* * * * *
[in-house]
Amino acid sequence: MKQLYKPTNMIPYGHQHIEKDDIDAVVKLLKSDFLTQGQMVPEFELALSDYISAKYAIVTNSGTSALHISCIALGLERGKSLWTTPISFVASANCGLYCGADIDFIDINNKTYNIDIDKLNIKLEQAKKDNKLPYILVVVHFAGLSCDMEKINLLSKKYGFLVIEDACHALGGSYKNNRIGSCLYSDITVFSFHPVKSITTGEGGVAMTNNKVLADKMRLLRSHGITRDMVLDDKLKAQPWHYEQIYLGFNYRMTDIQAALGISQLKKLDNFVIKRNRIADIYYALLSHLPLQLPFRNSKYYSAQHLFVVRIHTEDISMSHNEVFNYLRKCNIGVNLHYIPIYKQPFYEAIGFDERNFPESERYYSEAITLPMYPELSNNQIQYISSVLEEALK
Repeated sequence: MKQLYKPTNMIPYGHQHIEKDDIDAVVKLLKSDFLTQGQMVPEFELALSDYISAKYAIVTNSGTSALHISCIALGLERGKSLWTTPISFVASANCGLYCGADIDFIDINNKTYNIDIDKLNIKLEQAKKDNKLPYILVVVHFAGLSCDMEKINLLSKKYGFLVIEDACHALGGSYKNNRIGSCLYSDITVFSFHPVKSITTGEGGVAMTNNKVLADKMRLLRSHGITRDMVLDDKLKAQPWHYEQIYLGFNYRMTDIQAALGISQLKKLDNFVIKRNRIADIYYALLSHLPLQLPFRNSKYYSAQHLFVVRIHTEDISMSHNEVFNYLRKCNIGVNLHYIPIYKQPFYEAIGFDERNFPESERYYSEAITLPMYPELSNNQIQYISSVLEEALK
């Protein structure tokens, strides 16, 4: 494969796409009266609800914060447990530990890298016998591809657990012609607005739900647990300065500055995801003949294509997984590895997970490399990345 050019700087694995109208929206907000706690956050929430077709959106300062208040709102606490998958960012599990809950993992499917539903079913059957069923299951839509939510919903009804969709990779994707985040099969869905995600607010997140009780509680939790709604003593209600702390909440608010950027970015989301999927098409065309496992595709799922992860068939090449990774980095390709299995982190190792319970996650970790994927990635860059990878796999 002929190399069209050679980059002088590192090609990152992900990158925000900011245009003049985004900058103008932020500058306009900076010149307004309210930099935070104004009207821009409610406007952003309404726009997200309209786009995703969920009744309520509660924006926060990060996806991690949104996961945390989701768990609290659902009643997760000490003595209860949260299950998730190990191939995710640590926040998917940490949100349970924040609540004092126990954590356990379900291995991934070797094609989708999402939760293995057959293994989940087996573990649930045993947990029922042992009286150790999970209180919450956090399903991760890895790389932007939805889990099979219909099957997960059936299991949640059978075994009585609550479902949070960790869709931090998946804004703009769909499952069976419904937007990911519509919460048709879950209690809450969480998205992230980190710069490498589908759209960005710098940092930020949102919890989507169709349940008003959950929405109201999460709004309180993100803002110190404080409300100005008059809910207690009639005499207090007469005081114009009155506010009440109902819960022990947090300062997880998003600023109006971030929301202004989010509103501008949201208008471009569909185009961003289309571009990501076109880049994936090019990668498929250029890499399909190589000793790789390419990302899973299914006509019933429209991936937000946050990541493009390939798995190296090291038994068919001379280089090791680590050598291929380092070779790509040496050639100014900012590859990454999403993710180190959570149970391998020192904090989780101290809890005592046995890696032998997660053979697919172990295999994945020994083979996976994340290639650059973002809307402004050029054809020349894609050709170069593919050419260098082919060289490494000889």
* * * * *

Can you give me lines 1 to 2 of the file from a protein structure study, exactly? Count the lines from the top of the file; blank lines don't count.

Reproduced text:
[in-house]
Amino acid sequence: MKQLYKPTNMIPYGHQHIEKDDIDAVVKLLKSDFLTQGQMVPEFELALSDYISAKYAIVTNSGTSALHISCIALGLERGKSLWTTPISFVASANCGLYCGADIDFIDINNKTYNIDIDKLNIKLEQAKKDNKLPYILVVVHFAGLSCDMEKINLLSKKYGFLVIEDACHALGGSYKNNRIGSCLYSDITVFSFHPVKSITTGEGGVAMTNNKVLADKMRLLRSHGITRDMVLDDKLKAQPWHYEQIYLGFNYRMTDIQAALGISQLKKLDNFVIKRNRIADIYYALLSHLPLQLPFRNSKYYSAQHLFVVRIHTEDISMSHNEVFNYLRKCNIGVNLHYIPIYKQPFYEAIGFDERNFPESERYYSEAITLPMYPELSNNQIQYISSVLEEALK